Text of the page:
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Thread: John Hugh Ross Macdonald/McDonald

  1. #1

    John Hugh Ross Macdonald/McDonald

    Greetings all,

    I'd be gratefull for confirmation as to whether a soldier named John Hugh Ross Macdonald/McDonald, recipient of the Egypt medal 1882 with bars for Tel El Kebir, The Nile 1884-1885 and Kirbekan, rose to the rank of Serjeant Major in the Black Watch.

    I think I'm right in thinking there is a list of Sergeant Majors in the appendix of 'Officers of the Black Watch 1739-86' which I can't lay my hand on just now. Is anyone able to check that?

    Many thanks,

    JF

  2. #2
    Senior Member ronmarsden's Avatar
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    Jf, there is no record of sergeant's in that book.
    There are lots of John Macdonalds, if you are referring to Regt no 1373 or no 1948 I have details.
    Ron.

  3. #3

    John Hugh Ross Macdonald/McDonald

    Ron, thanks. I was thinking of Serjeants Major; a considerably smaller sample. Did I have that wrong? I am sure I have seen such a list in print somewhere.
    Last edited by Jf42; 10th June 2017 at 12:01.

  4. #4
    Senior Member ronmarsden's Avatar
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    There is no record of Sgt Majors published that I know of.
    He is not listed in the 42nd record of Sgts.
    He is not listed in BW sgts roll RHQ records.
    From the medal rolls the only man to hold the clasps you mentioned is Pte John Mc'Donald no RH/845.
    Ron.

  5. #5
    Thanks Ron. 'John McDonald no RH/845' is apparently our man. A descendant here: http://www.victorianwars.com/viewtopic.php?f=4&t=11888 - is looking to fill out the information the family have on his forbear. Apparently, 'McDonald' is how the name is rendered in Army records, whereas the Invernesshire family spelt their name 'MacDonald.' It seems they have not yet had the opportunity to explore records held at the National Archives. The association with the medal rolls was by extrapolation, which your observations would seem to confirm.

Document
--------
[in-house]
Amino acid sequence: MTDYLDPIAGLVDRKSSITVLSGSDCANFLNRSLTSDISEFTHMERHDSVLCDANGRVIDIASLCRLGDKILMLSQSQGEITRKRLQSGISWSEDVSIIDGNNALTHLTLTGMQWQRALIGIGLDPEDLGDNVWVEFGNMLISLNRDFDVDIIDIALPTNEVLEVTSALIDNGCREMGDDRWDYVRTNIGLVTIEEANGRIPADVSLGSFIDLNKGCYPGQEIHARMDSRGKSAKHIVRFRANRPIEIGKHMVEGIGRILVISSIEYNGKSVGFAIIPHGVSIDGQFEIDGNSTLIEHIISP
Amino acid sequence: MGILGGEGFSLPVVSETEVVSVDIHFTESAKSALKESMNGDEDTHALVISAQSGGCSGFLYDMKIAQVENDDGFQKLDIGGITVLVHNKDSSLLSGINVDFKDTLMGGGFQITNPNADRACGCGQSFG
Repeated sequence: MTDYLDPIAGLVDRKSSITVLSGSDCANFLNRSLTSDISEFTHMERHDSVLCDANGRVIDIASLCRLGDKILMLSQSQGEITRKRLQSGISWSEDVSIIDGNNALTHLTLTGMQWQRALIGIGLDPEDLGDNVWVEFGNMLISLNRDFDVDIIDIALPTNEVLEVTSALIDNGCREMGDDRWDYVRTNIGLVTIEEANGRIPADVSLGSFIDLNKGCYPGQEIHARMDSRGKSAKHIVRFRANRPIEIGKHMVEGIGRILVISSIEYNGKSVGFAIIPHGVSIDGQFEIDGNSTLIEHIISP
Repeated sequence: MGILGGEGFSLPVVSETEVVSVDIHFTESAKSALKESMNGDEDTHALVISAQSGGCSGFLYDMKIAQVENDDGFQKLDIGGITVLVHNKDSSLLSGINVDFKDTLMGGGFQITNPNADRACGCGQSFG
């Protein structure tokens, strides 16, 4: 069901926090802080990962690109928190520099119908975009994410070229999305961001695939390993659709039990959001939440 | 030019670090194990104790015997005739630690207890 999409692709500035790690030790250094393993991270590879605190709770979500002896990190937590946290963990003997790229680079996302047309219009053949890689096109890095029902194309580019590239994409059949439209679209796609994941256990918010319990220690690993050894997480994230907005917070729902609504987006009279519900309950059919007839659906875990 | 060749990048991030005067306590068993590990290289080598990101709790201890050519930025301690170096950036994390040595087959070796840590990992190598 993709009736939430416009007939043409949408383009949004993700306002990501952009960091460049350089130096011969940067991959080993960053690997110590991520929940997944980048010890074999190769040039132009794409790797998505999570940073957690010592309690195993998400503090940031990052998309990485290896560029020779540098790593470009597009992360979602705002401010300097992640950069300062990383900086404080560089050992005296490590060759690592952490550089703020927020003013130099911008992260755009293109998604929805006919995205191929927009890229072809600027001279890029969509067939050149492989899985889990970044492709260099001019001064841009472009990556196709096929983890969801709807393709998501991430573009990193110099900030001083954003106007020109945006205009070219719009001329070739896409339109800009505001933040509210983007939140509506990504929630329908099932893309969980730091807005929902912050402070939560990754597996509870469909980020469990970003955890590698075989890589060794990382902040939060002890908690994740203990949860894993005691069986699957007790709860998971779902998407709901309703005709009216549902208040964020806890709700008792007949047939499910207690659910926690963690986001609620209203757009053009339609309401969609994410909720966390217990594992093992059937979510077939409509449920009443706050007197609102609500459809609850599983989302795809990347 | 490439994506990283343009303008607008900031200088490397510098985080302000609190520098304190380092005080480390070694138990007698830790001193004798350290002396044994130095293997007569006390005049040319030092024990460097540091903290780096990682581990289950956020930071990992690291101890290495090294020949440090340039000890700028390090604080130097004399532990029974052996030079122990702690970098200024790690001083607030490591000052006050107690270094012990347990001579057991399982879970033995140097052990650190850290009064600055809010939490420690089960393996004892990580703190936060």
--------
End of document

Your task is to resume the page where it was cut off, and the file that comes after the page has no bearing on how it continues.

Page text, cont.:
An obituary in an undated newspaper cutting circa 1925 refers to "Sergeant Major Ross McDonald, eldest son of Mr Donald McDonald of Glenkirk, and nephew of General Ross." A maternal uncle, evidently, his mother being Margaret Ross. Details in the obituary indicate that he died in Tasmania which might account for some anomalies in the reporting.

    The obituary refers to his taking part in the Zulu war, which seems unlikely on the face of it. It has been suggested that this might be a garbled reference to the Ashanti expedition five years earlier. The article also refers to McDonald/Macdonald's service in Egypt under Sir Garnet Wolseley "by whom he promoted on the field for bravery in saving Sir Garnet's life." Family tradition also records "Our family had a beautiful Jewelled dagger in a presentation box that belonged to John. It was a gift to him from a senior officer. It has been lost now unfortunately."

    I don't recollect any tradition of a Black Watch soldier saving General Wolseley's life. If any such incident occured, I think it would have been more likely in Ashanti than in Egypt or on the Nile. The only Ashanti hero I know of was 'Jock' McGaw, "the stoutest man i'the Forty Twa."

    It appears that subsequent to his enlistment as a young man circa 1866, having thrown over his medical studies in Edinburgh, Macdonald was bought out but then re-enlisted circa 1882. If so, he would have been a comparitively elderly ranker. Perhaps his experience or his previous record made his return to the colours particularly welcome given 1BW's imminent active service overseas. Depending on the terms of his enlistment, could it be that he returned to the ranks as a Reservist?

    Given that these are family traditions based on an old soldier's recollections, recounted in a distant part of the Empire and transmitted over several generations, we may be grasping at smoke here. If John Macdonald ever in fact held the rank of Sergeant Major, it might well have not been in the ranks of the Black Watch or even the Regulars.

    All thoughts welcome.

    Thanks, JF
    Last edited by Jf42; 10th June 2017 at 12:19.

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